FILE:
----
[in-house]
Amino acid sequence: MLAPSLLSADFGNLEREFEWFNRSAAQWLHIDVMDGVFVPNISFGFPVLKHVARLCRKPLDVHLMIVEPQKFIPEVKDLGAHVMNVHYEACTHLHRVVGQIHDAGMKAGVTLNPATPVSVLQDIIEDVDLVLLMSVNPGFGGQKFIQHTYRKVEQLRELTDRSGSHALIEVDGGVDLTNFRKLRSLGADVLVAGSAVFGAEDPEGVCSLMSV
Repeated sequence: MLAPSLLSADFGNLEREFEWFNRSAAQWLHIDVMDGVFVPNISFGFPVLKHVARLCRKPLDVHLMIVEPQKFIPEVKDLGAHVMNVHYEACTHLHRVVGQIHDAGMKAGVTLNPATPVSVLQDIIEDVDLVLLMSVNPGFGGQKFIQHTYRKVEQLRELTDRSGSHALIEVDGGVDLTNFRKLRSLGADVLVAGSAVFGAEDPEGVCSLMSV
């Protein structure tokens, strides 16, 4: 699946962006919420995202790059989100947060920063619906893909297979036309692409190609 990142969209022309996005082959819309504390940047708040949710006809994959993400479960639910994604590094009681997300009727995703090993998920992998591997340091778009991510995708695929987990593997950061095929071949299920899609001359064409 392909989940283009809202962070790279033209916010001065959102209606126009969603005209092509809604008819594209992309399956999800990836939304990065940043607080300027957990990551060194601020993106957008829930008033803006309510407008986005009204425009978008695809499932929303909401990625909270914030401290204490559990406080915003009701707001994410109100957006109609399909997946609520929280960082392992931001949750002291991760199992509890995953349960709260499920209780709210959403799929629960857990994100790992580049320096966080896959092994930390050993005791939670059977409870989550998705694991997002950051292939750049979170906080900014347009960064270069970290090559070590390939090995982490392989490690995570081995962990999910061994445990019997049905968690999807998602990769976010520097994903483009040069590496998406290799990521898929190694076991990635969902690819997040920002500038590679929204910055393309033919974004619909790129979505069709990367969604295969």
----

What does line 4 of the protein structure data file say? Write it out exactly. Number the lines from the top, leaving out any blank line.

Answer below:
């Protein structure tokens, strides 16, 4: 699946962006919420995202790059989100947060920063619906893909297979036309692409190609 990142969209022309996005082959819309504390940047708040949710006809994959993400479960639910994604590094009681997300009727995703090993998920992998591997340091778009991510995708695929987990593997950061095929071949299920899609001359064409 392909989940283009809202962070790279033209916010001065959102209606126009969603005209092509809604008819594209992309399956999800990836939304990065940043607080300027957990990551060194601020993106957008829930008033803006309510407008986005009204425009978008695809499932929303909401990625909270914030401290204490559990406080915003009701707001994410109100957006109609399909997946609520929280960082392992931001949750002291991760199992509890995953349960709260499920209780709210959403799929629960857990994100790992580049320096966080896959092994930390050993005791939670059977409870989550998705694991997002950051292939750049979170906080900014347009960064270069970290090559070590390939090995982490392989490690995570081995962990999910061994445990019997049905968690999807998602990769976010520097994903483009040069590496998406290799990521898929190694076991990635969902690819997040920002500038590679929204910055393309033919974004619909790129979505069709990367969604295969």